By Anna DeWine
XENIA — One Xenia man’s passions range from heart surgery — to racecar driving and aerobatic flying — to his wife and 7-year-old step-daughter.
And this week, like many weeks, Dr. Andy Manganaro has cars on his mind.
He’ll be taking his classic cars (four of the lot) to Dayton Concours d’Elegance this weekend. Expectations for the event include visiting old friends, seeing their cars, and showing his own cars, particularly to children.
“Anytime a kid comes up I put them in the car,” said Manganaro. “They sit in the car, pretend they’re driving. Who knows, one out of every 10 of those kids could grow up and want to play with cars.”
The Dayton Concours d’Elegance, touted as the “Midwest’s premier classic and antique automobile and motorcycle show,” invites select car and motorcycle showmen to Carillon Park in Dayton. Their historical vehicles must be at least 25 years old, preserved or restored to original condition, and have all components working in excellent condition.
Entries compete in a number of classes and are judged on cleanliness, originality, and beauty.
“The judges take everything into consideration,” Manganaro said.
The event will begin at 10:30 a.m. Sunday, Sept. 18. Visitors will have the opportunity to look at rows of cars up-close, and enjoy food, live music, and historical demonstrations. Proceeds to the event will go to Dayton History.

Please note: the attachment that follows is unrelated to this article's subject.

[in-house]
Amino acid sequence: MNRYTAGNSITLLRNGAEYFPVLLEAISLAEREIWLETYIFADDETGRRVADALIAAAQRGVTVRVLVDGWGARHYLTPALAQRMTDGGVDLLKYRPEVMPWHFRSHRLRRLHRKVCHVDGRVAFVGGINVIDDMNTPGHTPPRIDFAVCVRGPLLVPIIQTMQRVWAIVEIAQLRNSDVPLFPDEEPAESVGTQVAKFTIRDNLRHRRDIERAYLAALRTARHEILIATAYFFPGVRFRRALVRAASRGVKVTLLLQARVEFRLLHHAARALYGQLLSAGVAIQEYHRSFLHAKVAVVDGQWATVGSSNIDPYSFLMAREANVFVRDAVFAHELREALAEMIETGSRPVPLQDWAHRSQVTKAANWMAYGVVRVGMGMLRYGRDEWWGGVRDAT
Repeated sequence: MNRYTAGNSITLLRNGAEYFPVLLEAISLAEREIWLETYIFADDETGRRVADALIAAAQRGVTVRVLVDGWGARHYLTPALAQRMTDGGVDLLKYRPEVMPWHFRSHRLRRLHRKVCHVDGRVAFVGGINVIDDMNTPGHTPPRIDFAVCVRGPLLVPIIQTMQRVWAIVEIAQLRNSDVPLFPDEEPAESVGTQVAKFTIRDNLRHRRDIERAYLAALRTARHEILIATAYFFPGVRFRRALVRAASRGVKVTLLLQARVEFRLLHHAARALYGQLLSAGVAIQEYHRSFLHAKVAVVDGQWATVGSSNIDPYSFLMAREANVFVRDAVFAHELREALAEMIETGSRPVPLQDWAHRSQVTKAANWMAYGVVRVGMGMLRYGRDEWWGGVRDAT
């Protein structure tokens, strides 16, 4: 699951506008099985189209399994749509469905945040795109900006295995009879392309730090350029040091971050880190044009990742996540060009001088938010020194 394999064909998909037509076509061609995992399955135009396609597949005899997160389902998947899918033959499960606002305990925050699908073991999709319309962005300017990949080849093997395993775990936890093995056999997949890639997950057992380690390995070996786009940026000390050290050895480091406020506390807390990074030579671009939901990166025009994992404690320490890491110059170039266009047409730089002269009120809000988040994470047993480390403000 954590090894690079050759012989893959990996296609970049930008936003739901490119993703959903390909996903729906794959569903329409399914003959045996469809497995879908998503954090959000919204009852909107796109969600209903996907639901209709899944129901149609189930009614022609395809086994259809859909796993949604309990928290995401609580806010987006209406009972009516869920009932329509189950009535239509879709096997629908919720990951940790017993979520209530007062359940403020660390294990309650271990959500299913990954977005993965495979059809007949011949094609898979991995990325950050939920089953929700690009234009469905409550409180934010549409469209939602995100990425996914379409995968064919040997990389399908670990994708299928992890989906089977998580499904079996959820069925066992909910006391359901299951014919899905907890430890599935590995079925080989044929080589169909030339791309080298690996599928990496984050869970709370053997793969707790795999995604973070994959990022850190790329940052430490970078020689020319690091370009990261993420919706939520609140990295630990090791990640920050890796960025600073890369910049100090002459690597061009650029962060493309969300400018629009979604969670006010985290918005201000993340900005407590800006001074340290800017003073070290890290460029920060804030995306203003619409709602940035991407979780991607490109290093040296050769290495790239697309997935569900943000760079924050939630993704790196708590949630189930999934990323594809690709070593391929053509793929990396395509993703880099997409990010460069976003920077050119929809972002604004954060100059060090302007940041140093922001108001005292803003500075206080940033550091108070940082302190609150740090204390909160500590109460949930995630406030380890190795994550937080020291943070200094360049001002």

While the Concours will host 200 cars, Manganaro’s lineup of four includes his white Alfa Romeo GTA, his black Ferrari GTB/4 (three-time platinum winner of the Ferrari Nationals), a Fiat (the only one in the world like it), and a Siata (bound for Italy’s Mille Miglia).
A Dayton heart surgeon for thirty years, Manganaro’s love for cars began before his love for medicine.
He bought his first car in college with his summer earnings, an Alfa Romeo Duetto Spider.
The car that he’s had all his life “still drives like a dream,” he claims.
After his first car, Manganaro was hooked. He started buying cars, the ones nobody wanted, because he loved them and he loved to drive them.
He still loves to drive his cars — all of them. He has one rule: “If I don’t like driving a car, I don’t keep it.”
He doesn’t just drive them to car shows, or to 1000-mile rallies across the country, though.
“I drive them around town. I drive them to the grocery store, to pick up the laundry, to visit my buddies,” he said.
But what makes a car “good” to drive is different for everybody, Manganaro continued.
“A. It has to be pretty. B. It has to be different. C. It has to be fun to drive. For some cars, that means it’s light and nimble. For others, it has to be powerful. But there’s a feeling about it — that’s different for everybody,” he said.
One sign of a car’s worth, or maybe just the driver’s love for it, happens outside of the driver’s seat.
“When you park it, and you’re walking away, if you don’t turn around at least once to look at it again, it’s probably not worth having,” Manganaro said.